Authentic Ramblings

How can we live authentic lives unless we utilize our talents? How can we live significant lives unless we’re needed? And how can we live a life of meaning when we’re merely a statistic performing robotic routines?

If a factory makes bread, it’s staffed by replaceable button pushers. Whereas if an artisan is the primary source of bread, she’s well-known, a respected craftsman within the community, someone who’s missed when gone.

Why are we here? To increase our collective efficiency at pushing buttons? Or is it to live authentically, performing the tasks that make us special? If efficiency is our goal, then strictly regulated societies start to make sense, or even eugenics, or ultimately robotics.

But why live on a lush and scenic planet within capable bodies just to sit indoors pushing buttons? Should we disperse into small communities comprised of vital members whose combined labor makes existence possible for the whole?

Of course there are problems with small communities, so travel and relocation must be an option or else they become like prison colonies. But of course the output from factories has the potential to provide even greater opportunities, far beyond subsistence farming.

Perhaps it’s not the actual tasks we perform, or the location in which we perform them, but the value attributed to the task. Perhaps the denigration of certain tasks by the greater community causes issues of insignificance and meaninglessness within the performer.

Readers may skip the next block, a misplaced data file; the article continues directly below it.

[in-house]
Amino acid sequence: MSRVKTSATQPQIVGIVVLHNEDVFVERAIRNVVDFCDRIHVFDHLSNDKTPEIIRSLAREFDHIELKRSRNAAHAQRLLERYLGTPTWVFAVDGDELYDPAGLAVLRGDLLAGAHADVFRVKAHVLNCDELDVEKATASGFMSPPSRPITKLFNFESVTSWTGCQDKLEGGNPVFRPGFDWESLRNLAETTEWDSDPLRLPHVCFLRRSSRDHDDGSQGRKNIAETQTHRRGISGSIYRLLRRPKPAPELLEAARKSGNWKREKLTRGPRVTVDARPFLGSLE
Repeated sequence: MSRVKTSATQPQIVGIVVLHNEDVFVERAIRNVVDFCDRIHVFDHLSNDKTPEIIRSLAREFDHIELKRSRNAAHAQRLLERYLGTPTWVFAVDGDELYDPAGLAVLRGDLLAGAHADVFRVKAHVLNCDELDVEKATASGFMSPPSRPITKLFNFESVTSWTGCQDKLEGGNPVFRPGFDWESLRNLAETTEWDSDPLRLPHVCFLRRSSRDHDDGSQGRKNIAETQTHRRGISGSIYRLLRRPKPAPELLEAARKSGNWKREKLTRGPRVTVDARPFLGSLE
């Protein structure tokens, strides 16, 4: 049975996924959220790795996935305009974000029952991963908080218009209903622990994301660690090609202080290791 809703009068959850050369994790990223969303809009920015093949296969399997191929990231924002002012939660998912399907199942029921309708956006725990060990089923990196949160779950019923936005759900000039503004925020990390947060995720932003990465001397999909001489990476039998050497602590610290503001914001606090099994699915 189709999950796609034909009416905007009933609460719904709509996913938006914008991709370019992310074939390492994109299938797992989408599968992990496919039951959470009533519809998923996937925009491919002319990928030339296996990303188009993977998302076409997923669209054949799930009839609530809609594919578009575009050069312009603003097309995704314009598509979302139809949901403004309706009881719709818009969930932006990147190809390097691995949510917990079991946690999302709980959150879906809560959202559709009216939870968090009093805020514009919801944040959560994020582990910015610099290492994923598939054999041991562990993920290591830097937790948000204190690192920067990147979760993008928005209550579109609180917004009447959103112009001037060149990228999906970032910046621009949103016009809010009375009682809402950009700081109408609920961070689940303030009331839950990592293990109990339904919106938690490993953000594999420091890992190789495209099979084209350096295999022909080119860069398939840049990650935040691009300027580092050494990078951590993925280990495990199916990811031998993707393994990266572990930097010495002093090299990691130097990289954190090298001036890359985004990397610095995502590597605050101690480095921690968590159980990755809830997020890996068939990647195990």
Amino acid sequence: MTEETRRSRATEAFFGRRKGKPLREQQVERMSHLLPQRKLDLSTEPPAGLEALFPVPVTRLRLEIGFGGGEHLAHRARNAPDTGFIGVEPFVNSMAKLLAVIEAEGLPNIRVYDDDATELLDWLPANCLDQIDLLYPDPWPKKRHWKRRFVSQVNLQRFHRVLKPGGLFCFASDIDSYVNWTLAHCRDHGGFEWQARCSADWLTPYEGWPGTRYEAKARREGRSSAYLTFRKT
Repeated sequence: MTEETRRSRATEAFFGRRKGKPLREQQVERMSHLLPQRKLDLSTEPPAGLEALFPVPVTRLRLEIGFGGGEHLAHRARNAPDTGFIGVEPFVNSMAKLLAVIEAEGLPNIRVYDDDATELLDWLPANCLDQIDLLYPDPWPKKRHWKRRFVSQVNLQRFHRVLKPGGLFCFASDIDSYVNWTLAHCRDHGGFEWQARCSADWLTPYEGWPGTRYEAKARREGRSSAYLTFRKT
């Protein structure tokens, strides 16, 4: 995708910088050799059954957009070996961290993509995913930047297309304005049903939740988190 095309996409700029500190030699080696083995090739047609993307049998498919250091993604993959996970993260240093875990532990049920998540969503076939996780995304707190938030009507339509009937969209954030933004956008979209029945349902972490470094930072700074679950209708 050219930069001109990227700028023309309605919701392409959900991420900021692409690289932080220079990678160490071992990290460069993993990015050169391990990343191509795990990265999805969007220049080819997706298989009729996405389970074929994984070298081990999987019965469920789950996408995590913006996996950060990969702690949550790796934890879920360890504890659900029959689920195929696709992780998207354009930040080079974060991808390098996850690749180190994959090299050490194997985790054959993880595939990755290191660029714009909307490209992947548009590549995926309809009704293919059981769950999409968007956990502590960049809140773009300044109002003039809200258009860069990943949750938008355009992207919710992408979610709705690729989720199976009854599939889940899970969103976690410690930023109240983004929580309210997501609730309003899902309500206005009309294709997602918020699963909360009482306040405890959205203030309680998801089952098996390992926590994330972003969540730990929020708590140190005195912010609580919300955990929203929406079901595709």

A well-functioning community can’t criticize idleness on one hand and disrespect avenues of labor on the other. Members must respect the work their community makes available. And part of that respect is ensuring that work provides a living — a means to not only survive, but thrive.

A community must respect the entire chain of labor all the way down to the simplest task. All work relies on the work of others, on a foundation of combined contribution. People must appreciate the labor of one another as that is where meaning and significance originates.

Village Assignment

If in a small eco-village of the future, how would you contribute to the group?

Although I can be a bit of a handyman, I think my strength has always been thinking. But of course, are thoughts enough to warrant my allotment of resources? There are a few thinking-based tasks I believe I could perform, these are:

Mediator: when there’s conflict I can be an impartial voice of reason, seeking fairness and satisfaction for all sides, including the greater community.